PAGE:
John Dethridge wins the WildCard

Discuss this match
Friday, October 14, 2005
Introduction by FogleBird

The wildcard round for the 2005 TopCoder Open started bright and early this morning at 8 AM. This round served as a second chance for twelve of the finalists to try for a spot in today's final championship round. A high number of submissions made this round especially exciting, as the rankings changed several times. Five coders were able to submit all three problems. gawry had the highest submission score on the 250, with 206.01 points. John Dethridge had the fastest submissions on both the 500 and 1000-point problems, for 361.55 points and an amazing 903.24 points, respectively. There was a lot of action during the challenge phase but only two challenges proved successful. Many submissions were brought down during the system test phase, but the top two held their ground and will move on to the final round. Congratulations to John Dethridge and gawry for passing all three problem submissions and getting their chance to win the championship!


by Yarin

Caterpillar trees have some theoretical importance in graph theory. For one thing, a caterpillar tree will always have a graceful labeling (a way to label the nodes in tree with distinct integers from 0 to m such that the edge-differences are all integers 1 to m).

Since each node in the tree requires two characters input (except the start node), the maximum size of the input tree is 1251 nodes. So a O(N2) algorithm should be enough, and that's what I'll describe here. It's not very hard to turn this into an O(N) solution, but I'll leave that as an exercise to the reader.

The problem asked for the fewest number of nodes to remove to end up with a caterpillar tree. This is really the same thing as finding the largest subtree in the given tree so that the subtree is a caterpillar tree. The easiest way to find the largest such subtree is to consider all possible stalks in the subtree. This can be done by testing all nodes as potential start nodes in the stalk. Since it makes no sense for the stalk to begin on something other than a leaf node this can be optimized a bit, even though it's not really necessary. For each start node we do a depth first search, exploring all possible paths in the tree. When doing this traversal, we make sure to keep track on the number of nodes that we touch but never visit in the current path; the touched nodes are part of the caterpillar tree. Whenever the traversal should backtrack, we have a potential stalk. Since we during the recursion kept track of the number of touched nodes, we know the size of the caterpillar tree if the current stalk is used.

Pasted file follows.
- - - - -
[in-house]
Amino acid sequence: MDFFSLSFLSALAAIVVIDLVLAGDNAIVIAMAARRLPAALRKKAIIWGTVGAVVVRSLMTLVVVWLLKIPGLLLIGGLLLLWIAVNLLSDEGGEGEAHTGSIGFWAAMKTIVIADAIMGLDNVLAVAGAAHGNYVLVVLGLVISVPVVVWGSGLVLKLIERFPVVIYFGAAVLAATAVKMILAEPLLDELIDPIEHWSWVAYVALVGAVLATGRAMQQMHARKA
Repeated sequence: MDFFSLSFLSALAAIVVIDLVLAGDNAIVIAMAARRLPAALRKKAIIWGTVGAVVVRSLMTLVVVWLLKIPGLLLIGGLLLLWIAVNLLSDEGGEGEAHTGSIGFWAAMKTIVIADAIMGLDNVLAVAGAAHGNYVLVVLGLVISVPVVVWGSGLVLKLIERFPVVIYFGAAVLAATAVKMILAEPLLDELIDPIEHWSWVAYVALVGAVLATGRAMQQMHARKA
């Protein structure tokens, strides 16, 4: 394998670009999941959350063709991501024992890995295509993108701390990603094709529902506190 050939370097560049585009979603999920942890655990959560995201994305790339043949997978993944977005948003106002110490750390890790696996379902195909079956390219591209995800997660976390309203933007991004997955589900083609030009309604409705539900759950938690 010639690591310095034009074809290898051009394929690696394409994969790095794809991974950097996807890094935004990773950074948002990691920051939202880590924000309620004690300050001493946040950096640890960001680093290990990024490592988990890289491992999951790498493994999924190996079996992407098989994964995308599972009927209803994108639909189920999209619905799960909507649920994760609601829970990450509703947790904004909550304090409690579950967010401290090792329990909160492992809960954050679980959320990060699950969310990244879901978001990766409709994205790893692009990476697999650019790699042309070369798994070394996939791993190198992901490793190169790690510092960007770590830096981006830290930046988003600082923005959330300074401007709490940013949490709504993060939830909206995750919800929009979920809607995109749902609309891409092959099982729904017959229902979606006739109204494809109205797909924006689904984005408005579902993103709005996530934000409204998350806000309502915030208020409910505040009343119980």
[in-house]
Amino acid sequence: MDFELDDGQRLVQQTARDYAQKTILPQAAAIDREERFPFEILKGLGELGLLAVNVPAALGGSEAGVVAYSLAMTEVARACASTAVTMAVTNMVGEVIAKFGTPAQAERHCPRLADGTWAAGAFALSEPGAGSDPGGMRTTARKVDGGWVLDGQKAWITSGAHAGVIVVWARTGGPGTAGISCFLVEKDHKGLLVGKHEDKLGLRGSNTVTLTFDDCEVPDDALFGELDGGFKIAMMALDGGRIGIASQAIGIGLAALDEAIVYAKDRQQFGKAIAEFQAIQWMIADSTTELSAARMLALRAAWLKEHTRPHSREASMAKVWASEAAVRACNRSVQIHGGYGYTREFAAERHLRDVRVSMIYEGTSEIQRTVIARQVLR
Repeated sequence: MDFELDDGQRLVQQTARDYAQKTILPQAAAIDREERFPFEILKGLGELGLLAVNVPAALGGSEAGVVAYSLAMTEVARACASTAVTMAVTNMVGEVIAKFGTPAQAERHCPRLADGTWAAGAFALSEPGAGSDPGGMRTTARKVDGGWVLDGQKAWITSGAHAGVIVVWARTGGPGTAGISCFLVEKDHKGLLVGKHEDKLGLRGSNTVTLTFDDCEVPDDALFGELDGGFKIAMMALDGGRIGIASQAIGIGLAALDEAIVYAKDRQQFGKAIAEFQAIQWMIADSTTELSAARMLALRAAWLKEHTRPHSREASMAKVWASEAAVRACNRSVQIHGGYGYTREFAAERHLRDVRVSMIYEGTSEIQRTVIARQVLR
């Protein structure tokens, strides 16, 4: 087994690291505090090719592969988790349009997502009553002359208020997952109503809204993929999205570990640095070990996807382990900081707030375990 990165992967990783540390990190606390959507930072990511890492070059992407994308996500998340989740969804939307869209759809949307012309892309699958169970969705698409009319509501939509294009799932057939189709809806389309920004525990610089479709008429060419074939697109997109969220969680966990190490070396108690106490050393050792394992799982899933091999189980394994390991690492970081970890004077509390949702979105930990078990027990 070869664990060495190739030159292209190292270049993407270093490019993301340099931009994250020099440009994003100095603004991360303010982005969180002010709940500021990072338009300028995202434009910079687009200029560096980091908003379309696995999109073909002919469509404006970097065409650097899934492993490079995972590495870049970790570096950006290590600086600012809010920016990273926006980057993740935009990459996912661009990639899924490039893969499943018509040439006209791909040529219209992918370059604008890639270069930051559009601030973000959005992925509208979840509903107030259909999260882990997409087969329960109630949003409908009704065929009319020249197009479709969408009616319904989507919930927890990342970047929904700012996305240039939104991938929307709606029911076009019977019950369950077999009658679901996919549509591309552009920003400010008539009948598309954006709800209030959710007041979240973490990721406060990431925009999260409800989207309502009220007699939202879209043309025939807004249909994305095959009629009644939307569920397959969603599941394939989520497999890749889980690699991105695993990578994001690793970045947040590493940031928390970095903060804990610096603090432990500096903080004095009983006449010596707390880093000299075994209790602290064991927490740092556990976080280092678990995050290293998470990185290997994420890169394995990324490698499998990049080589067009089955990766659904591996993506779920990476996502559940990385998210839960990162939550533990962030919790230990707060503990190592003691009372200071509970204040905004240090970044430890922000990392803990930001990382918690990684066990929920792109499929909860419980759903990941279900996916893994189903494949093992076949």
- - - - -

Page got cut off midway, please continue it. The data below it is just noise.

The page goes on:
If one tries to simplify the problem by assuming that the optimal solution would always be reached by selecting the longest path in the original tree as the stalk to use, one would fail. A counterexample is a graph that has one node with 100 neighbors, but where this node is not on the longest path.


by brett1479

Each step in the given sequence provides some information about the columns and rows of the board. If the sequence ever increases by more than 1 or decreases by more than 1 we know something is fishy. In addition, we know that moving horizontally can only add rooks, while moving vertically can only subtract rooks. If the input doesn't agree with either of these two observations, we can return an empty array. Assuming neither of these oddities occurs, we can process the sequence as follows. Each column we pass potentially gives us a rook to place. These rooks are added to a stack, so the rooks on top occur in later columns. When we pass a row that requires a rook, we pop a column off the stack and place the rook. Clearly placing the last possible rook will guarantee our ordering is desirable (early rows should get earlier rooks). The only potential qualm would be that placing a rook in the wrong column could ruin the board, thus making the placement of future rooks impossible. Fortunately, this is not an issue. If there is a feasible board setup that places the rook in the currently observed row earlier, and thus uses the column at the top of the stack in a higher row, then we could swap these two rooks yielding another feasible (and better) assignment.